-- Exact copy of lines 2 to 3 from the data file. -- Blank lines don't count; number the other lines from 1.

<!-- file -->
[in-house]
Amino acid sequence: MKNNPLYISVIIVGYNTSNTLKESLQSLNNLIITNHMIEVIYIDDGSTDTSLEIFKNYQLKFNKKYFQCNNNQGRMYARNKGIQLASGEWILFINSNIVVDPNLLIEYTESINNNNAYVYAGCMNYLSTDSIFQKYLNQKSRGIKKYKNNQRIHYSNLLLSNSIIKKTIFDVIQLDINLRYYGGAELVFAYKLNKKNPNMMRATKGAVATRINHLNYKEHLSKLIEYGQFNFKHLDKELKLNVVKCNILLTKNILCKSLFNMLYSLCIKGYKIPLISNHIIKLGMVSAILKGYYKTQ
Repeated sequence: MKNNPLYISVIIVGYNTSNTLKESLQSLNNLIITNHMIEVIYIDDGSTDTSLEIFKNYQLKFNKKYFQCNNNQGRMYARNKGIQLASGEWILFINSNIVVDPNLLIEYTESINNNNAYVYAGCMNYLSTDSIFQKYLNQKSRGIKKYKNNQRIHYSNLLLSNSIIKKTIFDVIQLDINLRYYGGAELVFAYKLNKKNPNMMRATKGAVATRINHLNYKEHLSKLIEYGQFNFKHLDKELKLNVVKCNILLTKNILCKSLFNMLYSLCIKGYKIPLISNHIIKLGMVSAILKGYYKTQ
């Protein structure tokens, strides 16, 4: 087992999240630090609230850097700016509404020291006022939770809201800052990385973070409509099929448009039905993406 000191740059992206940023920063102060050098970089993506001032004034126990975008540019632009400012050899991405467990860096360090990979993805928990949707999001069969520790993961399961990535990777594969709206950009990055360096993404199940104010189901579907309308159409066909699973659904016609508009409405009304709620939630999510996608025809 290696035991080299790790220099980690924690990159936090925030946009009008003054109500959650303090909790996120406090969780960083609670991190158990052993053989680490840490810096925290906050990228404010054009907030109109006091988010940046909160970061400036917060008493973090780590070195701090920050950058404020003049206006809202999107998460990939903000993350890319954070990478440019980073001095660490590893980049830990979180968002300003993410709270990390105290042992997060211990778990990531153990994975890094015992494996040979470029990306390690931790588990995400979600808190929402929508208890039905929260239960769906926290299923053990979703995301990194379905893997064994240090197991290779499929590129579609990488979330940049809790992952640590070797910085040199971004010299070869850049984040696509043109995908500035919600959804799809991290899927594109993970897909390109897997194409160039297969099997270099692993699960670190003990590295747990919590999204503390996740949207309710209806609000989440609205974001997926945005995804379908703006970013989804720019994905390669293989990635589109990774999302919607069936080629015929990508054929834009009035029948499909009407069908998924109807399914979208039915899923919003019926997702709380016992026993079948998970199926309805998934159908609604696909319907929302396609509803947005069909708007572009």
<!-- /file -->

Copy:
Amino acid sequence: MKNNPLYISVIIVGYNTSNTLKESLQSLNNLIITNHMIEVIYIDDGSTDTSLEIFKNYQLKFNKKYFQCNNNQGRMYARNKGIQLASGEWILFINSNIVVDPNLLIEYTESINNNNAYVYAGCMNYLSTDSIFQKYLNQKSRGIKKYKNNQRIHYSNLLLSNSIIKKTIFDVIQLDINLRYYGGAELVFAYKLNKKNPNMMRATKGAVATRINHLNYKEHLSKLIEYGQFNFKHLDKELKLNVVKCNILLTKNILCKSLFNMLYSLCIKGYKIPLISNHIIKLGMVSAILKGYYKTQ
Repeated sequence: MKNNPLYISVIIVGYNTSNTLKESLQSLNNLIITNHMIEVIYIDDGSTDTSLEIFKNYQLKFNKKYFQCNNNQGRMYARNKGIQLASGEWILFINSNIVVDPNLLIEYTESINNNNAYVYAGCMNYLSTDSIFQKYLNQKSRGIKKYKNNQRIHYSNLLLSNSIIKKTIFDVIQLDINLRYYGGAELVFAYKLNKKNPNMMRATKGAVATRINHLNYKEHLSKLIEYGQFNFKHLDKELKLNVVKCNILLTKNILCKSLFNMLYSLCIKGYKIPLISNHIIKLGMVSAILKGYYKTQ